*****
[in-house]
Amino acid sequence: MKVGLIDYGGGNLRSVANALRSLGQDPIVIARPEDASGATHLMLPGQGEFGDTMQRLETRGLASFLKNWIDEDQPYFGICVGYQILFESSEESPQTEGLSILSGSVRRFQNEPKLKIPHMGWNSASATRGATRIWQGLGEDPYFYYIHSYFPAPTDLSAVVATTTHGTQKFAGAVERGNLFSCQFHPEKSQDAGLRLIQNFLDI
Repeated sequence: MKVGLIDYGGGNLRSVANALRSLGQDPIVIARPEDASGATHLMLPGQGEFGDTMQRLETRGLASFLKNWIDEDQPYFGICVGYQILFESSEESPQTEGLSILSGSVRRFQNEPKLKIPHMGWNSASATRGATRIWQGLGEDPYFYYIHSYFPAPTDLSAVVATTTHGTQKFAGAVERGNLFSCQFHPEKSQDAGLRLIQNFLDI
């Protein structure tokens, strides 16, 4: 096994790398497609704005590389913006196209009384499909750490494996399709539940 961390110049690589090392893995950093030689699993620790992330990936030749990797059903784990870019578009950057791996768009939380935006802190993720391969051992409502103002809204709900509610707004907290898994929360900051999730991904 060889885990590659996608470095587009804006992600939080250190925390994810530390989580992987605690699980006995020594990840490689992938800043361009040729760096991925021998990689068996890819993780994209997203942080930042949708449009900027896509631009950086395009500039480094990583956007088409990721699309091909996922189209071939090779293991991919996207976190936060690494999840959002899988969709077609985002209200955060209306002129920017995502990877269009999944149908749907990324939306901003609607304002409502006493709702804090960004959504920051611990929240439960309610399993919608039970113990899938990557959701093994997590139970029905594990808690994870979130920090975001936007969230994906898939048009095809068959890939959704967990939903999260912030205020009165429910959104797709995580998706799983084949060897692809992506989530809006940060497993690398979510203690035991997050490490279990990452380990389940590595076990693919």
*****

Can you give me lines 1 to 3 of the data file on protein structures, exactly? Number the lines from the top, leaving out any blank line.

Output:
[in-house]
Amino acid sequence: MKVGLIDYGGGNLRSVANALRSLGQDPIVIARPEDASGATHLMLPGQGEFGDTMQRLETRGLASFLKNWIDEDQPYFGICVGYQILFESSEESPQTEGLSILSGSVRRFQNEPKLKIPHMGWNSASATRGATRIWQGLGEDPYFYYIHSYFPAPTDLSAVVATTTHGTQKFAGAVERGNLFSCQFHPEKSQDAGLRLIQNFLDI
Repeated sequence: MKVGLIDYGGGNLRSVANALRSLGQDPIVIARPEDASGATHLMLPGQGEFGDTMQRLETRGLASFLKNWIDEDQPYFGICVGYQILFESSEESPQTEGLSILSGSVRRFQNEPKLKIPHMGWNSASATRGATRIWQGLGEDPYFYYIHSYFPAPTDLSAVVATTTHGTQKFAGAVERGNLFSCQFHPEKSQDAGLRLIQNFLDI